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In Nureyev's case, it has been said that he had a particular attachment to the Kensington property, considering it a refuge both at the time of his defection and afterwards. I suggest that the story of his defection and early career in London is quite well known to people who may not necessarily be ballet fans. Such people might notice a blue plaque and think oh yes, I know that name. Much as I have done with various plaques I have seen that jog the memory, but are not really of great or specific interest.

 

 

Just to make things clear, Nureyev defected in Paris, not London and immediately started working in France before embarking on his international career.   The word refuge does not sit well with the character of Rudolf Nureyev.

 

On his first trip to London he stayed with Fonteyn.  At the time he was giving a number of performances in London he lived in a flat in Eaton Place before settling permanently in East Sheen.  It was only in the Later stages of his career that he sold his Fife Road home and stayed with Maud and Nigel Gosling in Victoria Road on his visits to London.

 

Nureyev owned a very large number of properties for his personal use in France and Monaco, the US, Italy and the West Indies.  In his later years his main residence was a riverside flat in Paris which also has a plaque indicating he lived there, I doubt very much if the French would consider places he ever crashed out at as significant when a main residence exists.

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There is an article online from The Daily Telegraph 3rd May 2005, which may be of interest, regarding the Kensington property when it was for sale in that year and its links to Nureyev.

Assuming it is accurate, the article is worth reading. I am sorry I cannot give a link but it is easy to find if you look up Nigel and Maude Gosling.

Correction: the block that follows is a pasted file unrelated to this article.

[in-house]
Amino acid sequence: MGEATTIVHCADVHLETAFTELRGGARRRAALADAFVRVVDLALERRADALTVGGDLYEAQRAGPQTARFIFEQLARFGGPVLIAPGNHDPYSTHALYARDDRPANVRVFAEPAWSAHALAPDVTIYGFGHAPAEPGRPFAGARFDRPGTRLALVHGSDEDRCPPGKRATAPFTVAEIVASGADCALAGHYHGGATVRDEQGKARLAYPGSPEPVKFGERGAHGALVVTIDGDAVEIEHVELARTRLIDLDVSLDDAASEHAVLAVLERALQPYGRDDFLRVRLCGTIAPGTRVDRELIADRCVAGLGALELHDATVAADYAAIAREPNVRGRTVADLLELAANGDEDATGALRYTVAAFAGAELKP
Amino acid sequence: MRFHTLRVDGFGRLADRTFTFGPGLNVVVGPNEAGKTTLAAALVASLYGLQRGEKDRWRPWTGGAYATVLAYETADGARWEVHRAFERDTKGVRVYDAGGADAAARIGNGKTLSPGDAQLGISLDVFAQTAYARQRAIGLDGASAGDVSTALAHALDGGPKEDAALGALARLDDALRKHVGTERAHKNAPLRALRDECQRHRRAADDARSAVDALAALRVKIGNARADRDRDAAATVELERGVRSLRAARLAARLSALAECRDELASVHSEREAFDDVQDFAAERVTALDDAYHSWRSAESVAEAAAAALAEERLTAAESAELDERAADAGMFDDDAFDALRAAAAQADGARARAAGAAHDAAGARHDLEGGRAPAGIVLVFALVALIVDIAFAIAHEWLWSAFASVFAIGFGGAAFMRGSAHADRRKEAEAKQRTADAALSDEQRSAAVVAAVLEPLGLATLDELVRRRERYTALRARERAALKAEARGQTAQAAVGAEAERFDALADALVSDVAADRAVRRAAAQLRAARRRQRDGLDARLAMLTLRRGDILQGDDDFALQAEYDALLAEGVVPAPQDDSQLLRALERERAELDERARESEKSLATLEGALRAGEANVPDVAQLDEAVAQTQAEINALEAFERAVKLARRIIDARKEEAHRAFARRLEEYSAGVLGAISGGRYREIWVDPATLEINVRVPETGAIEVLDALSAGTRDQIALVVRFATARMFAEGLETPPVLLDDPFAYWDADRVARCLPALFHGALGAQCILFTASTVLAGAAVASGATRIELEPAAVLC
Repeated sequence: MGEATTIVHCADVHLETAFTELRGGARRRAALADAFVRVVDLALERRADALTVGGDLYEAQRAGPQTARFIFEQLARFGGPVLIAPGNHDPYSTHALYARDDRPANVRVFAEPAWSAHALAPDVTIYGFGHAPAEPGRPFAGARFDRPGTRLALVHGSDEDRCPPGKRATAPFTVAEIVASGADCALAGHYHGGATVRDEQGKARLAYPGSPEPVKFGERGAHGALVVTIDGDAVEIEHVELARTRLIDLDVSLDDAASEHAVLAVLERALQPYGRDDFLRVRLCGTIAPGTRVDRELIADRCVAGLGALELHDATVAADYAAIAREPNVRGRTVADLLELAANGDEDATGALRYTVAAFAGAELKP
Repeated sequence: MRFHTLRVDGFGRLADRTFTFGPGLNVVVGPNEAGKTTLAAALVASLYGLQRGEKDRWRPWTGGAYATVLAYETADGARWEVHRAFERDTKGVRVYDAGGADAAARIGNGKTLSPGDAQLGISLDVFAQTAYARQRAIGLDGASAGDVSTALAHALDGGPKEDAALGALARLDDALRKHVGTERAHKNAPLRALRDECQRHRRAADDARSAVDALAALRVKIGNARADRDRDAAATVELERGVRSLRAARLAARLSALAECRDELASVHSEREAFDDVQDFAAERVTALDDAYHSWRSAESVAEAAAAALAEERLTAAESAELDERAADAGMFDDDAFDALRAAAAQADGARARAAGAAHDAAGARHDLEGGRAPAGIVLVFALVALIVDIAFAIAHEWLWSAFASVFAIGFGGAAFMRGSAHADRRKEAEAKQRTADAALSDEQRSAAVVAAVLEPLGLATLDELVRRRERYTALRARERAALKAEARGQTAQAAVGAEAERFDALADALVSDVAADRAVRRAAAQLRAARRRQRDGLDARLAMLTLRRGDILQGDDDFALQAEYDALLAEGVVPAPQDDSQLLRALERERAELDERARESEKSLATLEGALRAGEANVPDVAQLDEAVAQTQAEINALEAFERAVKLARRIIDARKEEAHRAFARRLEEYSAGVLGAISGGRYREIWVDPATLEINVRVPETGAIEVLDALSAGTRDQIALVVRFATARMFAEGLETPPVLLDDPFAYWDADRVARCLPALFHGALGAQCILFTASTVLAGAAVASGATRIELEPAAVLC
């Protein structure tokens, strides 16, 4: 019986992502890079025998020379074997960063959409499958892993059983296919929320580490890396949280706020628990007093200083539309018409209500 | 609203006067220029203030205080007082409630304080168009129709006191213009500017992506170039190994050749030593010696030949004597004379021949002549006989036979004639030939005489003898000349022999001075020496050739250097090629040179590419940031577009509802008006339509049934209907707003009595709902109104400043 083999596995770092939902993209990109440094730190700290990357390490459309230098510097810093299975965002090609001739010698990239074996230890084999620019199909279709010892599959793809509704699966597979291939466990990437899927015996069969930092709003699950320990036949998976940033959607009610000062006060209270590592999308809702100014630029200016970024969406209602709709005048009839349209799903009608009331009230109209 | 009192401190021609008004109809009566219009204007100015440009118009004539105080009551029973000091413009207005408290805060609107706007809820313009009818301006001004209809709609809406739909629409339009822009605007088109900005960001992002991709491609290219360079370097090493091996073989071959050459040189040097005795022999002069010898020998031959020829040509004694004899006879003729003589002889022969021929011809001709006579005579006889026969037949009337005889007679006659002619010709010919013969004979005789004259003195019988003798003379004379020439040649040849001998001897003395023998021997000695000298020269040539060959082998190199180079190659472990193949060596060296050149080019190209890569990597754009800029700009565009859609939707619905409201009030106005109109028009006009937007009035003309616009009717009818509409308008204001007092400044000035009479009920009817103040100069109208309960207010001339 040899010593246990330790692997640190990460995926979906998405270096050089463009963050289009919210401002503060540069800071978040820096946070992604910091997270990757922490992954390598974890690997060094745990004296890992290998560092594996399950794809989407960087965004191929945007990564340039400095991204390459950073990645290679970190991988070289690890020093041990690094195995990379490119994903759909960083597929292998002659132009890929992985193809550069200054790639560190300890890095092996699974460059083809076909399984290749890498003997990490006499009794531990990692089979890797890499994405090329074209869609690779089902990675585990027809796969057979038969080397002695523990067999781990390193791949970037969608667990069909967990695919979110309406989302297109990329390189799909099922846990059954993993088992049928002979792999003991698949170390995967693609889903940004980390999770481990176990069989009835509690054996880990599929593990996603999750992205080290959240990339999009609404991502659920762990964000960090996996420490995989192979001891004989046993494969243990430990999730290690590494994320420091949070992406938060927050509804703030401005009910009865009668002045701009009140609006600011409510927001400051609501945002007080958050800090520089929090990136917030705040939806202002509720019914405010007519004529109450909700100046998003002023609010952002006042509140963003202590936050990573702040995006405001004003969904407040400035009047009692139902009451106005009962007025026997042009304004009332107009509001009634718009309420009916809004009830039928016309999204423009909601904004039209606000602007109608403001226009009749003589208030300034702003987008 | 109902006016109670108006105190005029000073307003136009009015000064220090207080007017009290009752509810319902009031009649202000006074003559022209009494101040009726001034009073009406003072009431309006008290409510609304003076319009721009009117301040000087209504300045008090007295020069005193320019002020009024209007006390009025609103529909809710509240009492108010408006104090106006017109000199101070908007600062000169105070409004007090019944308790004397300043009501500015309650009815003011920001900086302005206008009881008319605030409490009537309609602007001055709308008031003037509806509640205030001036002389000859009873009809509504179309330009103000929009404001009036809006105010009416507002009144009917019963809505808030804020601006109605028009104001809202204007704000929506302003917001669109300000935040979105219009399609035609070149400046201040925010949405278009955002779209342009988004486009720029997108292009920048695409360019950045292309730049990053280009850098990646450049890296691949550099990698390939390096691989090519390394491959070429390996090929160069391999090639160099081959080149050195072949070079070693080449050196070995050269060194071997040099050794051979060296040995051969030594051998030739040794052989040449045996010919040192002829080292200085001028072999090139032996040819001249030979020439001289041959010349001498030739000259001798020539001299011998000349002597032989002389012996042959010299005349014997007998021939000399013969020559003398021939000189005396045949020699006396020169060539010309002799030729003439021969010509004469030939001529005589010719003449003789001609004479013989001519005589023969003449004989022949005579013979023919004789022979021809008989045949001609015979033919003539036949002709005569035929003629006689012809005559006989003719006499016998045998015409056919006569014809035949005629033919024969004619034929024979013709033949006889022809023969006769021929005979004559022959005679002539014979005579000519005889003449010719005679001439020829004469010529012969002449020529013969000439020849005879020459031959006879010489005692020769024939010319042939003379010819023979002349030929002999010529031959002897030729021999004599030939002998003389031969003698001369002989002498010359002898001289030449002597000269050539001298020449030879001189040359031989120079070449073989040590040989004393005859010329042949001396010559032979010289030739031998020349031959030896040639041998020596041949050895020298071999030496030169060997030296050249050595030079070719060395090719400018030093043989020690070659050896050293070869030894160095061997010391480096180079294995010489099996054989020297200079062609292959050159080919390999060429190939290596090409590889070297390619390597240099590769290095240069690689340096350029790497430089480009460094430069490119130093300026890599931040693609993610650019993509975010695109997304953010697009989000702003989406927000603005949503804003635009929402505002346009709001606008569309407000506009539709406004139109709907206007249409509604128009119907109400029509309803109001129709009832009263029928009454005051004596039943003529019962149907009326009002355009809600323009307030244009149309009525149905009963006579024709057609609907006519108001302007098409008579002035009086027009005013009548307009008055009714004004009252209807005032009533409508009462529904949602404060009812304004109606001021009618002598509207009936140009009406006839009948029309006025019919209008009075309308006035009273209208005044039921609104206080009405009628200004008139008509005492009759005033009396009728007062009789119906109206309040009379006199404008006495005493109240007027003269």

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I believe that English Heritage blue plaques are restricted to one per subject in Greater London. Other plaque schemes exist, e.g. local authority heritage plaques, so there would be other routes to try, assuming the property owners give consent. English Heritage will not place a plaque in a location where the subject is already commemorated by a plaque from another scheme.

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Can there be a plaque to the same person on more than one building? 

 

 

There are 2 blue plaques - of different shades - for V.I.Lenin:

16 Percy Circus (London Borough of Islington) and

36 Tavistock place (London Borough of Camden).

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The two London plaques for Lenin are not English Heritage plaques. The Islington one is a private plaque (I think) replacing a former LCC plaque. The Camden one is from the Marchmont Association. It's certainly possible for a person to have a commemorative plaque in more than one location, but I believe that English Heritage plaques are restricted to one per person, as I mentioned above. Sorry if this is too much off topic.

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I think it may well have been with another Balletcoforum member .....a very long time ago now.....and both very young at the time.....who made a trip out to Nureyevs home in Sheen.....for my part absolutely terrified he might just happen to be outside etc. I seem to remember we knew we were there by his car....a bit of an old but very distinctive style Mercedes sports type car!!

I will pm the person who I think it is!!

 

It's difficult with this plaque thing because unless his former home in Sheen can be used currently as some sort of "museum" maybe the Kensington plaque ....which would obviously ....though probably less loved by Nureyev... be more accessible would be better I'm not sure.

 

The road he lived in is in a very private residential area and am not sure how much anyone living there currently would appreciate people turning up etc.